Heintz is passionate about holding powerful Vermonters accountable. As the new editor-in-chief of VTDigger, a member-supported, nonprofit online news site founded in 2009, he focuses his reporters on deeper dives and investigative pieces. His publication has 25 news employees, nine business staffers, and about 650,000 unique readers each month. VTDigger also has a budget of roughly $3.5 million. “Paul has risen to a place where he is Vermont’s preeminent newsperson right now,” says Jim Welch, VTDigger’s interim executive director.
“One thing that we’ve done, which I’m really proud of, is we have created partnerships with many community weekly newspapers around the state,” Heintz says. “We allow those newspapers to print our stories for free.” Heintz relishes working with people early in their careers who are eager to sharpen their journalistic chops. “I can tell that many will be stars in the field in no time.”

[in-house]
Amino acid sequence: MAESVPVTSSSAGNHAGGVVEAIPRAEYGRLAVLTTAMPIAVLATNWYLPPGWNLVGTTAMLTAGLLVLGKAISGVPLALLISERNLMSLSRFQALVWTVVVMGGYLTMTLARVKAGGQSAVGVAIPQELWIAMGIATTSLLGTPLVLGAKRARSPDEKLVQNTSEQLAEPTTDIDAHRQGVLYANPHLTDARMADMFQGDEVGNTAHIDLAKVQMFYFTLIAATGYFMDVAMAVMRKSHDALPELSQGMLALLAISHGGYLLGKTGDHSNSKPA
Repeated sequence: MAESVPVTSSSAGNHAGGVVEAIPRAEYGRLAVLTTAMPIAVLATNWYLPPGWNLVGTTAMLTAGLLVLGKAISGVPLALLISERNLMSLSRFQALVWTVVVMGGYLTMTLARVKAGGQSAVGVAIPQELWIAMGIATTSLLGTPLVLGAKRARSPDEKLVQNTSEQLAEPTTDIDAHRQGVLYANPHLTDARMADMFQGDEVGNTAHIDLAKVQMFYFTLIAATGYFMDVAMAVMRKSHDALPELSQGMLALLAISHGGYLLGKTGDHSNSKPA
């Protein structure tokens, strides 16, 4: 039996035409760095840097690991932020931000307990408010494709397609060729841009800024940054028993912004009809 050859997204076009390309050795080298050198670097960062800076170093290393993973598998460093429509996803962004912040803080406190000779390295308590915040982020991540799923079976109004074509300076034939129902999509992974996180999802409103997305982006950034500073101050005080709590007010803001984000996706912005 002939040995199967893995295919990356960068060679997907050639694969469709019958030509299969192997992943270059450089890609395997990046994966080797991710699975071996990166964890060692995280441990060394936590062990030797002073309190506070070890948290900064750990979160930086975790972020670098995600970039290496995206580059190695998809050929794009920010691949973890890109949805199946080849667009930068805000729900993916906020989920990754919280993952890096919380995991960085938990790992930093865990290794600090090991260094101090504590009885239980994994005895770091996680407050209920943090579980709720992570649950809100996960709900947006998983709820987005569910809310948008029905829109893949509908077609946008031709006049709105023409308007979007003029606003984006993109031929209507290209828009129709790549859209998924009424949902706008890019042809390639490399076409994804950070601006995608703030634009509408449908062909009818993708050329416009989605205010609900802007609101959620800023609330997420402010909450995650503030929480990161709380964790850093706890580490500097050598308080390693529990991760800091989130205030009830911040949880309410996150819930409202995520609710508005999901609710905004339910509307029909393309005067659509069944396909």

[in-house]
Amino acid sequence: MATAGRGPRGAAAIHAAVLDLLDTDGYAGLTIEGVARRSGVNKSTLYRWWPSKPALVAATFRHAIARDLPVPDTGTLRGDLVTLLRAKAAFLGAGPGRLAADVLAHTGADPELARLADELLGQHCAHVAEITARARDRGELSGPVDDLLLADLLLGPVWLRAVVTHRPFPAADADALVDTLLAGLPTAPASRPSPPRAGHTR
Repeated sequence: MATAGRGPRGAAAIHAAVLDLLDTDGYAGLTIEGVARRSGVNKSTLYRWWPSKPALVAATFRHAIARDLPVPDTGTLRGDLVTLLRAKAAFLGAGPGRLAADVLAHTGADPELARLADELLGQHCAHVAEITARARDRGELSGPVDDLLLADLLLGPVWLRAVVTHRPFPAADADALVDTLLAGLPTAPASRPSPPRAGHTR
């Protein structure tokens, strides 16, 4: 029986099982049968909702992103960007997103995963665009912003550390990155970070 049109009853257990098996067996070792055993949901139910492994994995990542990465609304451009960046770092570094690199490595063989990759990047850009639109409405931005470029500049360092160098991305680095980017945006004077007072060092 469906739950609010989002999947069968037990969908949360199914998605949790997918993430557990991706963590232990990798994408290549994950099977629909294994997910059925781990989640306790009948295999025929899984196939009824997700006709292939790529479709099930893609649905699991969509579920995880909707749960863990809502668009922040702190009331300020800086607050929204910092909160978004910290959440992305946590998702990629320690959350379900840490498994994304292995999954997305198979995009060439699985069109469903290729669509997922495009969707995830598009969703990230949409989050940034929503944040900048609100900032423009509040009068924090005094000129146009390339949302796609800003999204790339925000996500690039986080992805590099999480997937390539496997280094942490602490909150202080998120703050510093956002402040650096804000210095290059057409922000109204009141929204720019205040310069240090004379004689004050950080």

A history major, Heintz worked as op-ed editor at The Dartmouth. Before joining VTDigger as managing editor in 2021, he spent nine years at Seven Days, a Vermont weekly, where his investigative story on the ease of buying an AR-15 rifle in a Vermont parking lot won him recognition as the New England Society of News Editors’ Journalist of the Year in 2017. He’s also reported on alleged abuse in the Vermont prison system. Heintz lives in Williston, Vermont, with his wife, their two sons, and a dog.
“Journalism is a really challenging profession,” he says. “It is low paying, there is very little job security, and it can be extraordinarily stressful. But it is also immensely rewarding and so much fun every day. There are few other jobs like it.”